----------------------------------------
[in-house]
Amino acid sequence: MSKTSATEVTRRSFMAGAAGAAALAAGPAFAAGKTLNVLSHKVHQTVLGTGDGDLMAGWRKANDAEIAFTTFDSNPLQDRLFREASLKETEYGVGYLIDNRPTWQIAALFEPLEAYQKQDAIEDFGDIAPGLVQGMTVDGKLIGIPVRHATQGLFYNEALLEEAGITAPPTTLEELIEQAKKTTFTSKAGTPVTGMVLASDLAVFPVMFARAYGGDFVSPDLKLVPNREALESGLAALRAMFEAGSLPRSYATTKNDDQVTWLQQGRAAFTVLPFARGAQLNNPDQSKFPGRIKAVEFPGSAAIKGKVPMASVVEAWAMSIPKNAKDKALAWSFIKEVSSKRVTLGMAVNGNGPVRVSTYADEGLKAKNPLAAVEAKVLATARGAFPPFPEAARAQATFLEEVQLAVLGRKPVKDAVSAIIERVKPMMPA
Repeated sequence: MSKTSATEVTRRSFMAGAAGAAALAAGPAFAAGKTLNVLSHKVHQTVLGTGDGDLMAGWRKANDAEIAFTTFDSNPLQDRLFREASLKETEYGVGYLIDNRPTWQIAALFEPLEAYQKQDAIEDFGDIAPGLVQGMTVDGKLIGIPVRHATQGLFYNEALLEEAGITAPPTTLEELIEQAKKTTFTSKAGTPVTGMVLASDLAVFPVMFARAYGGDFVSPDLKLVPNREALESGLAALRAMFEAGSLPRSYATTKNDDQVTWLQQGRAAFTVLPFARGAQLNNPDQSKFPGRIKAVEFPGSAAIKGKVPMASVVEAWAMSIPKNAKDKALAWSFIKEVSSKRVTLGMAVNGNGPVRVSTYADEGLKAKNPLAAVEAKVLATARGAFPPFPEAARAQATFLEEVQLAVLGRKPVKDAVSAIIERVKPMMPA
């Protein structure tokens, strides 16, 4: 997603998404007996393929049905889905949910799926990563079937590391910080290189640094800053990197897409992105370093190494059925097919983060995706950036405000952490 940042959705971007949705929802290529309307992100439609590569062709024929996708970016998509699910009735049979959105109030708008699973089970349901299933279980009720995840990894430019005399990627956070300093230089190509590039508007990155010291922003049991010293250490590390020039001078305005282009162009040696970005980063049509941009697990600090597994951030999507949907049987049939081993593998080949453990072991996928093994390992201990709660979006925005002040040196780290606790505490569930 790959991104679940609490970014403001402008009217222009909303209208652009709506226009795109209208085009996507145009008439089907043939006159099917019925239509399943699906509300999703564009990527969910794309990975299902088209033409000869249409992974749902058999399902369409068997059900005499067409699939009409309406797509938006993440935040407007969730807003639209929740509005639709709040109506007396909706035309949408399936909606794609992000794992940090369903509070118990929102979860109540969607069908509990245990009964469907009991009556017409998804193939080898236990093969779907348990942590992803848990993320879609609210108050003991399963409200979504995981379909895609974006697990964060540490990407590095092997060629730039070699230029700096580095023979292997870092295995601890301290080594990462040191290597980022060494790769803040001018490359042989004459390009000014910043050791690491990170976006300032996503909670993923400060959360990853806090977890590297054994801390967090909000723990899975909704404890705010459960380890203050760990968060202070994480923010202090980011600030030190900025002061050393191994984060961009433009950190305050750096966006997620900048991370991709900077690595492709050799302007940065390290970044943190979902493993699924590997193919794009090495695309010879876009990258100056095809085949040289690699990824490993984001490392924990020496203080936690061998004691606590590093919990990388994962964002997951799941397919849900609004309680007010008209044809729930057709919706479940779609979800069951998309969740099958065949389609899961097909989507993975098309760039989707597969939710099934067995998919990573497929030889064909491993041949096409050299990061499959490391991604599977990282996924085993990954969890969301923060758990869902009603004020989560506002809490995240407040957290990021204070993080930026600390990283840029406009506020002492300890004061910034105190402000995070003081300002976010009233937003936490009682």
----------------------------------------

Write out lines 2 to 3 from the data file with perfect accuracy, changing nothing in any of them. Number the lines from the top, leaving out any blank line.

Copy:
Amino acid sequence: MSKTSATEVTRRSFMAGAAGAAALAAGPAFAAGKTLNVLSHKVHQTVLGTGDGDLMAGWRKANDAEIAFTTFDSNPLQDRLFREASLKETEYGVGYLIDNRPTWQIAALFEPLEAYQKQDAIEDFGDIAPGLVQGMTVDGKLIGIPVRHATQGLFYNEALLEEAGITAPPTTLEELIEQAKKTTFTSKAGTPVTGMVLASDLAVFPVMFARAYGGDFVSPDLKLVPNREALESGLAALRAMFEAGSLPRSYATTKNDDQVTWLQQGRAAFTVLPFARGAQLNNPDQSKFPGRIKAVEFPGSAAIKGKVPMASVVEAWAMSIPKNAKDKALAWSFIKEVSSKRVTLGMAVNGNGPVRVSTYADEGLKAKNPLAAVEAKVLATARGAFPPFPEAARAQATFLEEVQLAVLGRKPVKDAVSAIIERVKPMMPA
Repeated sequence: MSKTSATEVTRRSFMAGAAGAAALAAGPAFAAGKTLNVLSHKVHQTVLGTGDGDLMAGWRKANDAEIAFTTFDSNPLQDRLFREASLKETEYGVGYLIDNRPTWQIAALFEPLEAYQKQDAIEDFGDIAPGLVQGMTVDGKLIGIPVRHATQGLFYNEALLEEAGITAPPTTLEELIEQAKKTTFTSKAGTPVTGMVLASDLAVFPVMFARAYGGDFVSPDLKLVPNREALESGLAALRAMFEAGSLPRSYATTKNDDQVTWLQQGRAAFTVLPFARGAQLNNPDQSKFPGRIKAVEFPGSAAIKGKVPMASVVEAWAMSIPKNAKDKALAWSFIKEVSSKRVTLGMAVNGNGPVRVSTYADEGLKAKNPLAAVEAKVLATARGAFPPFPEAARAQATFLEEVQLAVLGRKPVKDAVSAIIERVKPMMPA